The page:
Yeah, so they have knowledge. And I will give you my last example because I think this will work for you too. In my Green social Workbook I have charts that make it easy to understand and I can send you some of these charts so you can share them with the people. I will write an article for you so that these charts will be there for people to use. But I talk about two way dialogue, which is about getting the physical scientists to share their knowledge in a way that people can understand.
R: According to you, social workers act as translators and co-producers of social transformations, can you specify this?
And we act as translators for those physical scientists because they're actually and I was surprised they're scared to talk to people. We do it so naturally, we don't even think about it, that they say. And I remember when I first went with my Seismology friends in Greece, I said, okay, now we're going to go. Oh, no, you go and do that. You're the social scientist. I said, no, you're coming with me. I had to come with you and learn how to recognise earthquake faults, which I do. I even discovered one for them because I said, Well, I learned. You taught me. So of course, you're the best seismologist in the world. Why wouldn't I learn from you? You can come and learn from me. So they had to come and learn from me. And they watched me squat down and talked to people who were washing clothes and all the rest of it, getting on with their everyday life. And I said, yeah, you just carry on.
We'll talk to you while you're talking and working. So they had to learn about that. But I was saying to them, this is two way dialogue. We talk. We can be translators for you to help you get that dialogue going, but you have to talk, too. And the other thing is, Coproduction, if we work together, we will find new solution. And this is the last example of Green social work being done by someone who is a civil engineer. He was my boss in Durham at the Institute because he was the chief executive officer, I was a co director, and he was brilliant. He fought to get me there because I did not want to go. I said, no, I got too much to do.
Social media, leave me alone. And my then headed department knew me very well. They knew what to tell me that made me say, no, I will come and do it. No, you're not going to have that other person do it because they'd make a mess of it. So I went and we started talking about community engagement, coproductions participatory action research, which are really essential in us as social workers, finding out what's going on.
Now, we all know this because we do this in our individual casework, but now I'm saying we've got to do it on the basis because of all the important things that are going on at community level, because most disasters are not individual ones, they're collective ones, which require collective knowledge and collective sharing of resources to resolve. So there was a place called Pickering in North Yorkshire, in England, which flooded every year, and he was told to go and fix it, stop this happening, because it's not good for the people of Pickering, which of course it isn't. And. So he went there with his hat, as a civil engineer, and he said to the people I told him to talk to the people. So he talked to the people and he said, I'm here, this is what I want to do.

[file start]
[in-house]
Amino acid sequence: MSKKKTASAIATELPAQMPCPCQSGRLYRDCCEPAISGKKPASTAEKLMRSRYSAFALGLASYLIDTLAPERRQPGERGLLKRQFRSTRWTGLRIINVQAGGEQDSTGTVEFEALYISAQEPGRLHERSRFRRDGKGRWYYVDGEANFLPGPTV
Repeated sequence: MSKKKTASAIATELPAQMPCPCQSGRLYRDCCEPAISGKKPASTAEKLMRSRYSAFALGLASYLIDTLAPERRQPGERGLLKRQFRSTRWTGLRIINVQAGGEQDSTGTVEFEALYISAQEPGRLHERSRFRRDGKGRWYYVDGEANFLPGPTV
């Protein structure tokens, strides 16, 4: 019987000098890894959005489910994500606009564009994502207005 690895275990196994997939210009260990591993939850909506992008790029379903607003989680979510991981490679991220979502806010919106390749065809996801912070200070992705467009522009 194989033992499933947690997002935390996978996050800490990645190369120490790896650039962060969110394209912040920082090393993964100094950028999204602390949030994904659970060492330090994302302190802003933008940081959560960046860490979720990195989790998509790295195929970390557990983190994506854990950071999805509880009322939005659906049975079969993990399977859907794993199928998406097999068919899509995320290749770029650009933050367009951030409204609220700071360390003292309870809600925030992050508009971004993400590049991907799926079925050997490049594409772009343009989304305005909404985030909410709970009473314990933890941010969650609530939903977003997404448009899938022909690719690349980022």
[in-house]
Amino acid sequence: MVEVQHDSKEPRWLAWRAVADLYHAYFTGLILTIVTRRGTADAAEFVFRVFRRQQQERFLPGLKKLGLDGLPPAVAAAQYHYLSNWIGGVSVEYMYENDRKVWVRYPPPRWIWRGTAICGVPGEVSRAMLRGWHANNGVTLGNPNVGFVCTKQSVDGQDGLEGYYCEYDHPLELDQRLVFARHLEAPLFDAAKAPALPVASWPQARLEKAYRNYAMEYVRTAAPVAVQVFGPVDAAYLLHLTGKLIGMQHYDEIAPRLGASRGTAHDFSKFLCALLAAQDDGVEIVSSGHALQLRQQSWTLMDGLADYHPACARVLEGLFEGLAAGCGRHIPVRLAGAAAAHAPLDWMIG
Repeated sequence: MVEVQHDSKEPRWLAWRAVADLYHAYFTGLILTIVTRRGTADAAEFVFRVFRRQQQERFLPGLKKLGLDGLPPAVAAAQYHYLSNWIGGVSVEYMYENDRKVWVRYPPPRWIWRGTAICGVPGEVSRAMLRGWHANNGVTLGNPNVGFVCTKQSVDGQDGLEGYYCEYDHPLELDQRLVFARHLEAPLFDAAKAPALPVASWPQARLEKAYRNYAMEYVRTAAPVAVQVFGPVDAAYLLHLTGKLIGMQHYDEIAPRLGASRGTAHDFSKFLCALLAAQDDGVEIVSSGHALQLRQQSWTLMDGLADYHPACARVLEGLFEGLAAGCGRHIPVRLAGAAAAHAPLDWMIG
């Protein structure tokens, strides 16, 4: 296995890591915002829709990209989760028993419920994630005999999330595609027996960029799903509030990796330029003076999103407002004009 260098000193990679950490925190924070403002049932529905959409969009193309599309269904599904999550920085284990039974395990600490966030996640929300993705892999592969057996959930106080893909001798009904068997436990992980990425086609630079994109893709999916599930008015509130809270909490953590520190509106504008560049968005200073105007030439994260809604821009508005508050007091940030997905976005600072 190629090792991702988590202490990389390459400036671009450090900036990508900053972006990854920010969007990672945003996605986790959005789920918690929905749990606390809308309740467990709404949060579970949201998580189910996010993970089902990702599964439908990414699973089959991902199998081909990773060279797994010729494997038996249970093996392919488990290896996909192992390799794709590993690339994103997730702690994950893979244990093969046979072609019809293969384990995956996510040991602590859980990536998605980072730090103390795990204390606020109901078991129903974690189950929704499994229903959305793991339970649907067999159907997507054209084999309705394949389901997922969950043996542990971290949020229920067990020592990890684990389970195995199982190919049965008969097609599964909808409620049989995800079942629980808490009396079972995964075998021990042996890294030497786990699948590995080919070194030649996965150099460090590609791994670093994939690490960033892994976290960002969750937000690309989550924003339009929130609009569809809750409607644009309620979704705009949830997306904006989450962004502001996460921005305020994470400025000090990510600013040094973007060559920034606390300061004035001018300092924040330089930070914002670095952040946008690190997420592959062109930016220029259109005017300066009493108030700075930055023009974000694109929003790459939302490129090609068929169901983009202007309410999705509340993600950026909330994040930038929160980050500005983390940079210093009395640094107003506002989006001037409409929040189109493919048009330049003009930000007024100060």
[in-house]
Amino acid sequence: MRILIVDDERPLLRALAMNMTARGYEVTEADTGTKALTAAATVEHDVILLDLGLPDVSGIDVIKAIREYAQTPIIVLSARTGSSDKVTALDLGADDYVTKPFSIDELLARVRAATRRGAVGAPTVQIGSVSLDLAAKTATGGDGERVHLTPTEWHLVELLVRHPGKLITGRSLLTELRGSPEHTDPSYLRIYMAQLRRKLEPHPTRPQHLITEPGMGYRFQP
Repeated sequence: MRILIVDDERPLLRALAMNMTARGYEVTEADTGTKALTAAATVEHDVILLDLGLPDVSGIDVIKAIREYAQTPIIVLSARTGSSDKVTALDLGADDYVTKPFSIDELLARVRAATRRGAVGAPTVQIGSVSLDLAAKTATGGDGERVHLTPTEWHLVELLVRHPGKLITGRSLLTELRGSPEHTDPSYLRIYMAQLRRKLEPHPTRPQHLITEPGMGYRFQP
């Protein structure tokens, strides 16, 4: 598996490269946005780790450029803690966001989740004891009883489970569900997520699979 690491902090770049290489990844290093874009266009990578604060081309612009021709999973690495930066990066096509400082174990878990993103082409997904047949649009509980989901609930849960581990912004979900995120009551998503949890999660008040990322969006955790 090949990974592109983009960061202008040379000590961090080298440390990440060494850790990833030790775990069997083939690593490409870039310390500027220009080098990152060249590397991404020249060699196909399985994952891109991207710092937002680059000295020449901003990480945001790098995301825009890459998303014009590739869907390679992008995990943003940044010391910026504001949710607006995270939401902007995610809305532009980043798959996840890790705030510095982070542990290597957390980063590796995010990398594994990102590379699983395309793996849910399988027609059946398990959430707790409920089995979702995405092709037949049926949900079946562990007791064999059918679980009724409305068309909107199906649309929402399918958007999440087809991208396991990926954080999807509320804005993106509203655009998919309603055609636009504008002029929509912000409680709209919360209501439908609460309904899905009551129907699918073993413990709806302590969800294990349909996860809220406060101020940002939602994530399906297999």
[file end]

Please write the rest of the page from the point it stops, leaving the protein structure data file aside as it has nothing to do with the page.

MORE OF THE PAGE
Explained what he was going to do in the middle of town to build flood defences. And apparently an old man,(I wasn't there, but he obviously listened to me and he's written it up. Now, it's called Doing Flood Science Differently by Lane, and I will send you the references for that).said, what do you mean this won't work? (Because of course, the science was perfect.)
And he said, come with me and I'll show you what will work. So the whole group of people from the community, I don't know how many they were, they all walked up to the top of the mountain where the river began. And he said, the resident said, you need to do and explain what he wanted doing. And my boss listened to him, his name is Stuart Lane. He said, yes, that would work, except for one thing that's wrong, because of course he knew the physics, the ordinary people did not.
So he said, we have to do this and this and then it will work. He said, okay, go ahead. So the two of them, the residents and the expert, got together, dialogue, came up with a new solution that neither one had thought of before. And guess what? There has been, and I hope I'm not so touch wood, I'm not wishing them any ill vibes.
So all positive vibes to Pickering in North Yorkshire, which is not that far from Durham, and they've had no floods since then because a new solution was found, which is green. It hasn't destroyed I've been there since the work was done. It hasn't destroyed the countryside, it hasn't destroyed and made ugly. I don't know if you've seen them in cities, but flood barriers, they do look very ugly, but to me they do. And I've seen them all over England because they keep going every time there's a flood to help and then go to look at what is the solution that has been used, because, unfortunately, this is still a job for us to do.
Green social workers are not listened to by government unless they live in your community and you're working with them. It hasn't caught on politically, globally, and it must, because we do have solutions. And I can only urge you, people of France, march on with green social work. Thank you very much. That's it.
R: Thanks for all Lena.